The Management of Really Sick Patients with Anorexia Nervosa (MARSIPAN) working group arose out of concerns that a number of patients with severe anorexia nervosa were being admitted to general medical units and sometimes deteriorating and dying on those units because of psychiatric problems, such as non-adherence to nutritional treatment, and medical complications, such as re-feeding syndrome. Sometimes overzealous application of National Institute for Health and Clinical Excellence (NICE) guidelines led to death from underfeeding syndrome. It seems there are also worrying variations in practice.
This report aims to clarify the situation and provides recommendations and unambiguous guidelines on the management of this patient group in a number of settings, in order to help reduce the number of avoidable deaths of patients with severe anorexia nervosa. It provides:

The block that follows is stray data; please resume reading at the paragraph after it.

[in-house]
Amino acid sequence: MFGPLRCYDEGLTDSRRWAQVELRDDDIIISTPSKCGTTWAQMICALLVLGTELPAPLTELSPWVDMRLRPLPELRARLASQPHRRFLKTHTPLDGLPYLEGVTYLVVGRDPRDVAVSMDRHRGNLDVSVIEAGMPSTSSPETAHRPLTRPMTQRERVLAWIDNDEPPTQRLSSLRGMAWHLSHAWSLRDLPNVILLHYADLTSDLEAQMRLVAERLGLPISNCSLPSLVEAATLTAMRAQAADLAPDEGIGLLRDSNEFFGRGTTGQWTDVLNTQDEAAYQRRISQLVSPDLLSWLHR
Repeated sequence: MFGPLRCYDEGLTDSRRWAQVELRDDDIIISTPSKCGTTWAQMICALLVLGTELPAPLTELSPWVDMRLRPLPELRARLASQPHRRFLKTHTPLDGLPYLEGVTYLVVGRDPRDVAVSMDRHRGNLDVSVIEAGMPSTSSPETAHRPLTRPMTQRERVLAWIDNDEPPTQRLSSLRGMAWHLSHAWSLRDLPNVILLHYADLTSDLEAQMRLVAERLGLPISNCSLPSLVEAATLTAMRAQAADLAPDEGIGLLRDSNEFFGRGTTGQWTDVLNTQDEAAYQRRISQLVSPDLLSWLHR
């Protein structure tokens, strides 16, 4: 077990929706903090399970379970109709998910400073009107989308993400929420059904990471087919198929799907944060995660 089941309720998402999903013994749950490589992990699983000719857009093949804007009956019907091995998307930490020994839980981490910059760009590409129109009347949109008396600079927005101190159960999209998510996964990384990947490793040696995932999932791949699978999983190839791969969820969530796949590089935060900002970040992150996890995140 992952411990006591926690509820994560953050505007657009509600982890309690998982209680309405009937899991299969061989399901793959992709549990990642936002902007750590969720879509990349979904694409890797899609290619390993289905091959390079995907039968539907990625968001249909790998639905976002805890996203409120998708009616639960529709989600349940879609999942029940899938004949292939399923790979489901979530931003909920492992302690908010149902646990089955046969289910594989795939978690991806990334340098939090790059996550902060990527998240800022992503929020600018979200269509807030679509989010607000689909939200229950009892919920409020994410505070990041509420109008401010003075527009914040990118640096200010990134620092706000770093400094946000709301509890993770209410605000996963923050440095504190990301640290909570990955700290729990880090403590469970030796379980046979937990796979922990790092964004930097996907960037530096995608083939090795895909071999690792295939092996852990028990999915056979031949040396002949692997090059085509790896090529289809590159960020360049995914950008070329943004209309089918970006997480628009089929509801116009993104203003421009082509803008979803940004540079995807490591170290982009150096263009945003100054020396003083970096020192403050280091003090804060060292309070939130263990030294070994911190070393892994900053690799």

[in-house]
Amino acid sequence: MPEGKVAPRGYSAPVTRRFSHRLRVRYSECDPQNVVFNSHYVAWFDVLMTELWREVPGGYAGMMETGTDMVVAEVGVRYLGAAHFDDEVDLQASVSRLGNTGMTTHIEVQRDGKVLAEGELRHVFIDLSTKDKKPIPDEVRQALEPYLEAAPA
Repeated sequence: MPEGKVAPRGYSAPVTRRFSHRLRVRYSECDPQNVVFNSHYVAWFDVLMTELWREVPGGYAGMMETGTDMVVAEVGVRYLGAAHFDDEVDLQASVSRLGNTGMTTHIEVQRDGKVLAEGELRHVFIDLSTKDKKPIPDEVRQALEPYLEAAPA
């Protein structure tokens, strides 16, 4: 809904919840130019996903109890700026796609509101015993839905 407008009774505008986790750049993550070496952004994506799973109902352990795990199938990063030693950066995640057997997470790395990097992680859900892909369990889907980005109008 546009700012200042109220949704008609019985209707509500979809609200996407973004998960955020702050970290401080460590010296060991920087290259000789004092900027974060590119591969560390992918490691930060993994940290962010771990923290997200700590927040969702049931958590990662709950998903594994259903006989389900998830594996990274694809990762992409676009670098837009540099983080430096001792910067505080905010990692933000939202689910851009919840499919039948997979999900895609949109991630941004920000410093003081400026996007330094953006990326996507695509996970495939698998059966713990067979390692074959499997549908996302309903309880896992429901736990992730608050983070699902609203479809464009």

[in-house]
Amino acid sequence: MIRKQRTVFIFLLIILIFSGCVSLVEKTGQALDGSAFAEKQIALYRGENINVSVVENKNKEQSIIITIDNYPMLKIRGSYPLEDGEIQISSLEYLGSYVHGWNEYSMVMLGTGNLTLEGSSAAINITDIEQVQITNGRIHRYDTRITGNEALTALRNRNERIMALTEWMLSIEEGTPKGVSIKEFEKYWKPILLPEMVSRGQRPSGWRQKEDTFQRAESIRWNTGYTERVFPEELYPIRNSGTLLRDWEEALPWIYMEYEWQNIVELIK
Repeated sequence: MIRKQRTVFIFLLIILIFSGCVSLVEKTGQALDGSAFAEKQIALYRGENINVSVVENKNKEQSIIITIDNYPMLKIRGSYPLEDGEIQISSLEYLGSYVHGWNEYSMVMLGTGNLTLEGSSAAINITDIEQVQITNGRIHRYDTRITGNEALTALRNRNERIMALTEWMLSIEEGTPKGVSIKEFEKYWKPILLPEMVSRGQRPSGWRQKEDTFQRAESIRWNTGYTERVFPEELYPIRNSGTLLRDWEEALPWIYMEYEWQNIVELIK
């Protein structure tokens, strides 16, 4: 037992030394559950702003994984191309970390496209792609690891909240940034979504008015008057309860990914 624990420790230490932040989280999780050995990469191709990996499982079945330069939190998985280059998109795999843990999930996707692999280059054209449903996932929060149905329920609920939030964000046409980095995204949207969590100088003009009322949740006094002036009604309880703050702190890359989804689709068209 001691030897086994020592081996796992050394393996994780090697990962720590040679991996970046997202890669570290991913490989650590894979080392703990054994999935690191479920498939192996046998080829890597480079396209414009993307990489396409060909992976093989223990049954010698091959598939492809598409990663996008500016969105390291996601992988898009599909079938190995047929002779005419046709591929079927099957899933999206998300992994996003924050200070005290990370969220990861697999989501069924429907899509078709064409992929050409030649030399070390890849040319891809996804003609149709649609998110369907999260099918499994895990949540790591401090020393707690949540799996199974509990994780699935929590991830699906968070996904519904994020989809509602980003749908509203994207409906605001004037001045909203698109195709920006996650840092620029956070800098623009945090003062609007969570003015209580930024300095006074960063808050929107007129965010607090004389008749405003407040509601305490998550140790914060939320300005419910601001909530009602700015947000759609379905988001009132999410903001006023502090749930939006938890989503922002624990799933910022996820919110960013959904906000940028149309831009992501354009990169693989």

- Advice on physical assessment.
- Advice to the primary care team and criteria for admission to both medical units and specialist eating disorder units as well as non-specialist psychiatric units, and criteria for transfer between those services.
- Advice on the required members of the in-patient medical team.
- Medical, nutritional and psychiatric management of patients with severe anorexia nervosa in medical units, including the appropriate use of mental health legislation.
- Advice for commissioners on required services for this group of very ill patients.
This is a joint report from the Royal College of Psychiatrists, the Royal College of Physicians (London) and the Royal College of Pathologists.
This report, which is available to download as a pdf, updates and replaces CR162 MARSIPAN: Management of Really Sick Patients with Anorexia Nervosa, published in 2010.